Last month at the RSA Conference in San Francisco I chatted with the Chief Security Officer from a university based in Ohio who explained he spends his time at trade shows ducking vendors. He was there for the peer networking and continuing education courses, and viewed the companies hawking wares as merely a nuisance.

This morning I read about an encryption software firm called Mobile Armor that employed a misleading product comparison matrix in its sales process that implied its product was better than competitors’. Mobile Armor officials declined to comment for the article, yet have acknowledged that a consultant, who no longer works for the company, created the matrix without the knowledge of company executives.

Vendor Assailed for Unfair Marketing
Federal Computer Week

The natural (and easy) reaction is to be outraged by the blatant lack of respect many companies display for integrity in the sales and marketing process. Yet, as comedian Chris Rock once said in a skit about OJ Simpson’s alleged double murder, “I am not saying he should have killed her, but I understand.” (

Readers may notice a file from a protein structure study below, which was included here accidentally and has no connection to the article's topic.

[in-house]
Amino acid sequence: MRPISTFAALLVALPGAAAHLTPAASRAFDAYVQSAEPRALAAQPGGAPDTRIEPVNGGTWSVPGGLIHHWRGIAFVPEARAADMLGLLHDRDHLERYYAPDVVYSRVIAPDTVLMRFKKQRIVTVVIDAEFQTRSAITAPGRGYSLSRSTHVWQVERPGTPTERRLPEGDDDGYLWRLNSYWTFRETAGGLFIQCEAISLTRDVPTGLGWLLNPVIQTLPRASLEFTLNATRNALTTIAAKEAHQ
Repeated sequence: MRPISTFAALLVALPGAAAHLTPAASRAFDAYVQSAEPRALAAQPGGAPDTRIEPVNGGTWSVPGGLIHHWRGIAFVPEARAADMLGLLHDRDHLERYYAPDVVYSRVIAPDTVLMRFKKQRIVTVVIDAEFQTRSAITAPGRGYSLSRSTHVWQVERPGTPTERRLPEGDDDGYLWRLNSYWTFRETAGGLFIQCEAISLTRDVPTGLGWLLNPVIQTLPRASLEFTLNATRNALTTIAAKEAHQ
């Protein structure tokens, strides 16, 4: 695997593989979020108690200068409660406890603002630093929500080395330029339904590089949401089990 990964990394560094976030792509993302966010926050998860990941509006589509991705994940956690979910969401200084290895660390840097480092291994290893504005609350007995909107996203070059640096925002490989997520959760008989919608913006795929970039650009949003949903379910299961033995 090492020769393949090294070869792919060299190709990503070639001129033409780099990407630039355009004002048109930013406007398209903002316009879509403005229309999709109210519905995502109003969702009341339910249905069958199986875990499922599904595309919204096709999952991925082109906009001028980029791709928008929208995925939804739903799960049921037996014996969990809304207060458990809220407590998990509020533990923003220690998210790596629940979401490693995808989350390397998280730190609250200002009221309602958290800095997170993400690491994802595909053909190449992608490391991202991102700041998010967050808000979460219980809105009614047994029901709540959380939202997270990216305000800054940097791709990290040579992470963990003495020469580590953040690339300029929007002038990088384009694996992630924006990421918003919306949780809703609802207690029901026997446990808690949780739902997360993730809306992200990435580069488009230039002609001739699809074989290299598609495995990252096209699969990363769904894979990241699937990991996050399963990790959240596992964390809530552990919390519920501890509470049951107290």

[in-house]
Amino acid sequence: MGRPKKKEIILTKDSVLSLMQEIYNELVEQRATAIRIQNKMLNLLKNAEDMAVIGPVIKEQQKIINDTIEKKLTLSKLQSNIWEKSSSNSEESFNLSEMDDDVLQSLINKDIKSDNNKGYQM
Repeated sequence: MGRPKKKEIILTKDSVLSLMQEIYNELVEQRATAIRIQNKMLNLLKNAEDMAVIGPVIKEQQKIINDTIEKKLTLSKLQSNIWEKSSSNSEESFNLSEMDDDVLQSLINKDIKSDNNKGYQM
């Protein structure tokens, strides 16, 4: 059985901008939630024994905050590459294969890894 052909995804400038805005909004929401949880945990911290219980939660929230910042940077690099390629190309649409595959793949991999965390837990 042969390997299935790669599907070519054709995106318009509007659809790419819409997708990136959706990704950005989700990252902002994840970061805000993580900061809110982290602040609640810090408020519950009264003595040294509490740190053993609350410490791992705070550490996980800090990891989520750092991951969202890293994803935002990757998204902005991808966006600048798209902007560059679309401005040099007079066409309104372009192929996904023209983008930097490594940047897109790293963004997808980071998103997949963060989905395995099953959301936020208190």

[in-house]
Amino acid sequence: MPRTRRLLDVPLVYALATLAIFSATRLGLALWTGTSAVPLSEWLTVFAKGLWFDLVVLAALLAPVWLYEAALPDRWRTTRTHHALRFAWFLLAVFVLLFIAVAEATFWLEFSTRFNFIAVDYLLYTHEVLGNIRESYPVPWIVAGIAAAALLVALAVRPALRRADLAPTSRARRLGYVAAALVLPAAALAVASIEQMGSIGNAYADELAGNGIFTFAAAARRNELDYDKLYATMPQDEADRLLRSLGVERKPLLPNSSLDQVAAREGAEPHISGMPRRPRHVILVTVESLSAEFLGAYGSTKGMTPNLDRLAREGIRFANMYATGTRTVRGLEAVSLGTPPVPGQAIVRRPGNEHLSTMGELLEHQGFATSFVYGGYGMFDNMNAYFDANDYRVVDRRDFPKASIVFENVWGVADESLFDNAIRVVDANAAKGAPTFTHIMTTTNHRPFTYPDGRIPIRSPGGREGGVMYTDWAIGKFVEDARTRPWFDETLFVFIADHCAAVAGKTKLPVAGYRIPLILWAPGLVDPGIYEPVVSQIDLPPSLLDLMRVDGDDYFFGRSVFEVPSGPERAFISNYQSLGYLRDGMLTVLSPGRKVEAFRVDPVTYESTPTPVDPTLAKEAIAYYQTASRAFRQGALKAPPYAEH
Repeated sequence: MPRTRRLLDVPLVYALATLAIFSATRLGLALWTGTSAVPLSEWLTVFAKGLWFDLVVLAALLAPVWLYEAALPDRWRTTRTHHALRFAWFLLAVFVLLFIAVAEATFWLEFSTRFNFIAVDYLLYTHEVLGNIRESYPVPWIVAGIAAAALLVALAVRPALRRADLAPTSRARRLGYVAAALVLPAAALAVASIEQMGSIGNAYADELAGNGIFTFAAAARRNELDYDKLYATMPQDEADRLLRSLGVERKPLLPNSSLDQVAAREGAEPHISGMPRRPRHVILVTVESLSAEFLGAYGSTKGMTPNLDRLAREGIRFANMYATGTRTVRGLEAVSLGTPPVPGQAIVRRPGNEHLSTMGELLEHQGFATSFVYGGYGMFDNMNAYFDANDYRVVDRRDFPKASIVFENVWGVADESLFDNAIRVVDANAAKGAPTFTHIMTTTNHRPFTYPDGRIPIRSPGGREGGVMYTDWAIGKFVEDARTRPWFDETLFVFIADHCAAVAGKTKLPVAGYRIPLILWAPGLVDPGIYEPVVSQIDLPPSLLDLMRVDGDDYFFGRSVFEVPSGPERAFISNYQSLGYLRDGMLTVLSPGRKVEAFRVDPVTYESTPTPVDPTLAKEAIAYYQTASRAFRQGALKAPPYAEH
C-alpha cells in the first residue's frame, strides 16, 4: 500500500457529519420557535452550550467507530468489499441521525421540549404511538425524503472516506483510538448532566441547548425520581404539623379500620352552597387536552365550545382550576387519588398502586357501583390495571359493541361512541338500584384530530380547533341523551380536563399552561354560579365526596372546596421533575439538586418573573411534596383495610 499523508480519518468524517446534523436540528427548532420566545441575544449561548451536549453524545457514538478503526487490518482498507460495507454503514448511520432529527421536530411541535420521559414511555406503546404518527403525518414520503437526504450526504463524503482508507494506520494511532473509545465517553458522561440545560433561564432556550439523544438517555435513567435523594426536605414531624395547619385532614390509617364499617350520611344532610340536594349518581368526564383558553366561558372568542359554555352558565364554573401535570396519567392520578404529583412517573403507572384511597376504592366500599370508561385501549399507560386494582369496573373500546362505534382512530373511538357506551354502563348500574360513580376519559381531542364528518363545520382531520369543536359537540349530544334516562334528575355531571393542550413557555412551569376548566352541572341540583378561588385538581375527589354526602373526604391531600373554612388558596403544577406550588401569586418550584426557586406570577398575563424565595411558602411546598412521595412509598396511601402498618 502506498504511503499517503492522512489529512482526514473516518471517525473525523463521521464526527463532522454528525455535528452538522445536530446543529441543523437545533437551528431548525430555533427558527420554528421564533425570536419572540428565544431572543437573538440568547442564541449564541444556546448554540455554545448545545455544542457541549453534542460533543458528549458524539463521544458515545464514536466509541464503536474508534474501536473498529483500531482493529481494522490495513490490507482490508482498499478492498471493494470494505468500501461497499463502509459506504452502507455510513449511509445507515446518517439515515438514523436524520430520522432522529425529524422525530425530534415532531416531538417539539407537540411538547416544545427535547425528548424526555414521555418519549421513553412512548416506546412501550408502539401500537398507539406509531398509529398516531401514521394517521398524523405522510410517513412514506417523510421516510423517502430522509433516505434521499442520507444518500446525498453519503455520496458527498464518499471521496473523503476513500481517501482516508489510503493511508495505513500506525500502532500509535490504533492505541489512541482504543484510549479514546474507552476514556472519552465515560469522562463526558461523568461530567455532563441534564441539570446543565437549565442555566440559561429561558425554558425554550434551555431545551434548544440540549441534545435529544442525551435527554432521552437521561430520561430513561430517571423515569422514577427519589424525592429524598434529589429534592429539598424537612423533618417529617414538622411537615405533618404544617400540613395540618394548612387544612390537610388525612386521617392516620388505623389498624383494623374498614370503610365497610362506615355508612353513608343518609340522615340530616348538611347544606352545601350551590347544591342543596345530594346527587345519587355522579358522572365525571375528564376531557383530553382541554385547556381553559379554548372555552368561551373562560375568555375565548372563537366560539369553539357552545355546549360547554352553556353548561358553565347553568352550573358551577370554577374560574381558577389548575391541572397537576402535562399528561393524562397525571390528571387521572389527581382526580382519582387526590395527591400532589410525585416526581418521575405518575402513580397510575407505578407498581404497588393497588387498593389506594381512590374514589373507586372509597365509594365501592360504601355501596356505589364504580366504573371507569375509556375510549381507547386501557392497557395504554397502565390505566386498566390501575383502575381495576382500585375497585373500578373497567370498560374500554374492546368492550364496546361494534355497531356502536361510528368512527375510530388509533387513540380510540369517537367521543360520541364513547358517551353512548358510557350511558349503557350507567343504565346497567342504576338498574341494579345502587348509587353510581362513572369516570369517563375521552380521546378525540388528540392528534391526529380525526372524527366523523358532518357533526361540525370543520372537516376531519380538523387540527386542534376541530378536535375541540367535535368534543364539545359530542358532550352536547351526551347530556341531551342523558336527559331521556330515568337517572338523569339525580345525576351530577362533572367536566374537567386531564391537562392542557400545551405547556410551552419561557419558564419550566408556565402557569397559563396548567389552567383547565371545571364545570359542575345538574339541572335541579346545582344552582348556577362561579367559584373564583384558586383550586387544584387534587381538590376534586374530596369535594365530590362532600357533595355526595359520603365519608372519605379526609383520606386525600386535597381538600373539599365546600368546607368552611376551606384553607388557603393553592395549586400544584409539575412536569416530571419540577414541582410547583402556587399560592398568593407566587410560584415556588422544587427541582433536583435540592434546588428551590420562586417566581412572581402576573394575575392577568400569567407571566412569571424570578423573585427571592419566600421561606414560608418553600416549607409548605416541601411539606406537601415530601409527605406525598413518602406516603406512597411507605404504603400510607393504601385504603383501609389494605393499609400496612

That’s because in many instances prospects -- because of a lack of expertise and time – are forced to make uneducated decisions. As a result, vendors are placed in the uncomfortable position of balancing complete honesty in the sales and marketing process with the ability to effectively compete the marketplace.

Do you think I am off base? Has a prospect ever asked if your firm has a particular competency and, to ensure you remain in the running for the business, you overstate your capability? Any sales executive that answers “no” to that question is most likely on the street looking for work.

At Strategic Communications Group (Strategic), our policy is to never misrepresent our clients’ capabilities, track record or competitive advantages. Yet, we also position our clients based on the company they are striving to become, rather than what they are today.

Friday, May 9, 2008

Traditional, Social Media Continue to Dance